Dr. AIX

Mark Waldrep, aka Dr. AIX, has been producing and engineering music for over 40 years. He learned electronics as a teenager from his HAM radio father while learning to play the guitar. Mark received the first doctorate in music composition from UCLA in 1986 for a "binaural" electronic music composition. Other advanced degrees include an MS in computer science, an MFA/MA in music, BM in music and a BA in art. As an engineer and producer, Mark has worked on projects for the Rolling Stones, 311, Tool, KISS, Blink 182, Blues Traveler, Britney Spears, the San Francisco Symphony, The Dover Quartet, Willie Nelson, Paul Williams, The Allman Brothers, Bad Company and many more. Dr. Waldrep has been an innovator when it comes to multimedia and music. He created the first enhanced CDs in the 90s, the first DVD-Videos released in the U.S., the first web-connected DVD, the first DVD-Audio title, the first music Blu-ray disc and the first 3D Music Album. Additionally, he launched the first High Definition Music Download site in 2007 called iTrax.com. A frequency speaker at audio events, author of numerous articles, Dr. Waldrep is currently writing a book on the production and reproduction of high-end music called, "High-End Audio: A Practical Guide to Production and Playback". The book should be completed in the fall of 2013.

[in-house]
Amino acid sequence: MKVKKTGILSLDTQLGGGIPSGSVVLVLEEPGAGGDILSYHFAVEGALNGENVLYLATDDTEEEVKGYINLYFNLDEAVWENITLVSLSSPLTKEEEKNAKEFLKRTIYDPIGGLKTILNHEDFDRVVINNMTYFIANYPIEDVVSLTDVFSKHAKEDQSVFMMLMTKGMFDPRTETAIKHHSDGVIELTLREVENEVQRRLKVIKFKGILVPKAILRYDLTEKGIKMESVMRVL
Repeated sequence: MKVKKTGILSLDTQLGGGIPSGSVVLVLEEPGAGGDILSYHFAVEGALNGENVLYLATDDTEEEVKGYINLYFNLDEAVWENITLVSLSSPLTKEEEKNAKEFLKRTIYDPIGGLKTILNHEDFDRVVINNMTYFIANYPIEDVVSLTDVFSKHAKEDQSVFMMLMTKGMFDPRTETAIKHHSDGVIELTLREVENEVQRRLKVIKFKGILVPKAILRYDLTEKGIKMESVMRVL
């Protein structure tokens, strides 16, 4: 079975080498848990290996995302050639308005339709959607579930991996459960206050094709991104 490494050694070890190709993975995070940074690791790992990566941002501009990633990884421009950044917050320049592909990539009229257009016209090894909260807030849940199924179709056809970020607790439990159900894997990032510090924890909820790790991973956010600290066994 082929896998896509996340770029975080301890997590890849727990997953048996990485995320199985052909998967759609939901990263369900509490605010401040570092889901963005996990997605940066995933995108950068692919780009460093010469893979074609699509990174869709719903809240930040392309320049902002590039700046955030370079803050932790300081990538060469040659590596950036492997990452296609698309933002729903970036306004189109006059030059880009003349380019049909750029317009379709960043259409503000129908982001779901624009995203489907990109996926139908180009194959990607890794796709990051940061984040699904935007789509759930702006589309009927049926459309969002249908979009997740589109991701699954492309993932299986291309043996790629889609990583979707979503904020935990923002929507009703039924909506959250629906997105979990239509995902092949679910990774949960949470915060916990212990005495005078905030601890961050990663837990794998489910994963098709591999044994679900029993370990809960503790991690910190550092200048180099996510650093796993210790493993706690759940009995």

17 thoughts on “Jay Z and the Tidal/Wimp Acquisition

  • February 4, 2015 at 5:29 pm
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    Irrespective of Jay-Z’s audiophile credentials, or lack thereof, it’s for sure he can’t do worse than what Tidal has already done at launch. No offline mode for its desktop app (unbelievable) and stuttering streaming widely reported by many users – read the computer audio forums.

    I was so excited for this service, hoping to run it alongside my Qobuz account. Sadly, however, it just didn’t perform in the streaming dept. while Qobuz totally excels. I will watch for developments, but so far not impressed enough to pony up 20 bucks a month for something that’s so flawed.

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  • February 4, 2015 at 5:44 pm
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    Do regular music listeners care at all about better quality audio (regardless of whether is comes from a disc, a file, or a piece of vinyl) or are they fixated on portability, ease of use, price, and selection?

    My reply is “both” (I can only respond for myself, perhaps I am not alone).
    1. I listen to MP3 streaming most of the day as background music and sometimes in the evening when I have guests. I don’t mind about audio compressed music then or in the car.